Hello dear reader, if you’re visiting my public Facebook page or examining this content on my personal site (I like to cross-post at times.), this usually means one of two things. You’re either a friend or an acquaintance who has known me for some time, or you’re a complete stranger brand knew to my work.

If the first is true, it’s good to see you again! If the second is the case, welcome. I’m sure you have a number of questions about what I have chosen to do to make my living and I’ll gladly guess what they are (Since you’re not in front of me.) and do my damnedest to answer quite a few or even all of them.

Let’s begin shall we, and keep in mind these answers are partly shaped by my experiences.

Do journalists print whatever they want?

Contrary to what some ideologues of leftist and rightist political orientations might think, no, we do not get to print whatever we want. More often than not, a great deal of assignments you see making it to publication have come down the pipe from editors and can be changed extensively before being seen by the public’s eyeballs. I’d love to just write about crime and shady financial corruption all day, but sometimes people want to hear about cats and your humble and increasingly balding correspondent here has got to keep eating.

Why does the news ignore Thing X, Y or Z?

Like my earlier answer, this is primarily outside the hands of reporters (Both on television and in other forms of media.). More so than the others, broadcast is the worst offender. At the highest levels, a lot of power is steeped in the hands of producers. Coming from an entertainment background on occasion, they focus on what draws in ratings, not what the society in which they live in needs to know. As a result, things get overlooked and suffer.

What motivated you to become a journalist?

Well, that question, like so many in life, has a lengthy answer. So, if you don’t have anywhere to go. Keep reading and you’ll be treated to some formative moments on the path to where I am.

At a young age (And as I get older the exact time gets fuzzy), I was treated to my first comic or other form of media published by the acclaimed “House of Ideas” that is Marvel. Seeing the work of the legendarily prolific artist Jack Kirby and later being exposed to his vision on the big screen crystallized in me a drive to do the right thing. Like the characters I followed on the page and in the theater, I too could do the right thing. My flaws didn’t matter and nor did my wealth, intellect or physique. If you were a good person, in Kirby’s world you had a role to serve in society. Maybe it sounds silly, but I think I take that to heart, whatever my flaws, I like to help others. If I wasn’t in a job where I could right government wrongs and serve the public at the same time, I would be a restless and wretched man, flitting from one place to the next.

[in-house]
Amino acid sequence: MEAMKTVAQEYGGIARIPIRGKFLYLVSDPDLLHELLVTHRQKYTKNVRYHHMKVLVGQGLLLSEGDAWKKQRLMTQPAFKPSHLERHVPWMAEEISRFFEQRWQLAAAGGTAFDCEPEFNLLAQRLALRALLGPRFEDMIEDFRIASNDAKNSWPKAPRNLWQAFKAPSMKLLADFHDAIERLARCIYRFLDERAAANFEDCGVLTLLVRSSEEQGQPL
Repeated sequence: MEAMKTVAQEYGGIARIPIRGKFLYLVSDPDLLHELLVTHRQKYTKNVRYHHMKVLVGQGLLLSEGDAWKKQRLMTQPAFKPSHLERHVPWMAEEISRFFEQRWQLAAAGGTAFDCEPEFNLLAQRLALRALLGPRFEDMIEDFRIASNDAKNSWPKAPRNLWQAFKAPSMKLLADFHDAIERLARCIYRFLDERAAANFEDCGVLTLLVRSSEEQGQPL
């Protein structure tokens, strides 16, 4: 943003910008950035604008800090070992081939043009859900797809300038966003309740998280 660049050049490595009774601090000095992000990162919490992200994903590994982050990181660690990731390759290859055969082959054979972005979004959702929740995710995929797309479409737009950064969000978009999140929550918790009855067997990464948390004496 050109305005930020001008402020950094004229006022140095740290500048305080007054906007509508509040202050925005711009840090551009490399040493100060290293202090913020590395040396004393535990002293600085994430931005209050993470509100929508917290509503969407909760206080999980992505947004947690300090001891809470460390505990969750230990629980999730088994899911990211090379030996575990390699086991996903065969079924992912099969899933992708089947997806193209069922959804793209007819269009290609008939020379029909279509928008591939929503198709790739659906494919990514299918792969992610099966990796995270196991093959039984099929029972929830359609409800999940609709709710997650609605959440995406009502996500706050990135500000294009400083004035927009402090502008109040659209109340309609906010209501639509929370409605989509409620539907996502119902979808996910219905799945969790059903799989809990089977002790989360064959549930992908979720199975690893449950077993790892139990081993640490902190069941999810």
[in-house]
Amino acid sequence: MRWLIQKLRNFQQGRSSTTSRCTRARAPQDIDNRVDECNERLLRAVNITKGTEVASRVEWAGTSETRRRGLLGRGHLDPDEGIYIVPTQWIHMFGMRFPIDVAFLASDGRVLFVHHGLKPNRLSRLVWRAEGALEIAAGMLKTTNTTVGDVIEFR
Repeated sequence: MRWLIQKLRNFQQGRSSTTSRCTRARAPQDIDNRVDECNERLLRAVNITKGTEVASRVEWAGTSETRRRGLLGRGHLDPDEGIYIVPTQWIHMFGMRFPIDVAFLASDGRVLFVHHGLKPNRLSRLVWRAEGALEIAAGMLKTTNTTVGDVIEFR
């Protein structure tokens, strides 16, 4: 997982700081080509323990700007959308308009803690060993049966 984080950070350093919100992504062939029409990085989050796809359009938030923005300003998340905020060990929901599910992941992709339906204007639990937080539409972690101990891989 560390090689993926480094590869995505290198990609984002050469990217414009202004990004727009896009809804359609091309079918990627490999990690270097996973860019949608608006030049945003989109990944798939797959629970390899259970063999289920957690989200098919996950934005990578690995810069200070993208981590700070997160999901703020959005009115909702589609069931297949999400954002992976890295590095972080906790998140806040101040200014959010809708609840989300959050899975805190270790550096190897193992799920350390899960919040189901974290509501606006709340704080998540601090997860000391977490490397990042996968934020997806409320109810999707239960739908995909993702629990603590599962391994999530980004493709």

As I got older and began to read more, comics – though thankfully not totally – gave way to large books. Hardcover and soft, my days were spent mentally venturing around with fictitious wizards and criminal 12-year-old geniuses, though, sometimes, I did decide to pick up true stories.

Flash forward, its 2008. I’m in the early stages of high school and, on a whim, I picked up a book by British author David Loyn. The story? A group of men who, in the ‘90s, got together and as a group, shot some of the most infamous conflict journalism footage of the entire decade. The Gulf War, Kosovo, the coup in Russia, the men of Frontline were there. After reading of Rory Peck and Peter Jouvenal, I resolved I would be too. No matter how crazy I seemed to others.

Now, its 2011. I’m nearing moving on to a university education, but at the time I’m in my basement. In front of me, an extraordinary man has just met his end. His name was “Mo” or Mohammed Al Nabbous.

During the revolt against Qadaffi in Libya, this 28-year-old threw away all the comforts and safety of his life to do the right thing. When others ran or succumbed to the temptation to sink to the level of autocrats in their rebellious actions, this gentleman became a reporter.

With lines like “I am not afraid to die, I am afraid to lose the battle,” this fellow had me. In another life, he would’ve been a good friend. I wept at his death, but learned deeply from him. Like Kirby and the men of Frontline, Mo knew what we all know in the journalism work field.

Life, it’s not about the money, it’s not about comfort, and it’s never about playing it safe. Whether you’re an artist making genius work daily and barely scraping by or a reporter in a small town or on the front lines, you have an obligation as a human being to serve others.

To quote an underrated film, “if you can do good things for other people, you have a moral obligation to do them.” That’s why I got into this space dear reader, and that’s why I’ll never quit.

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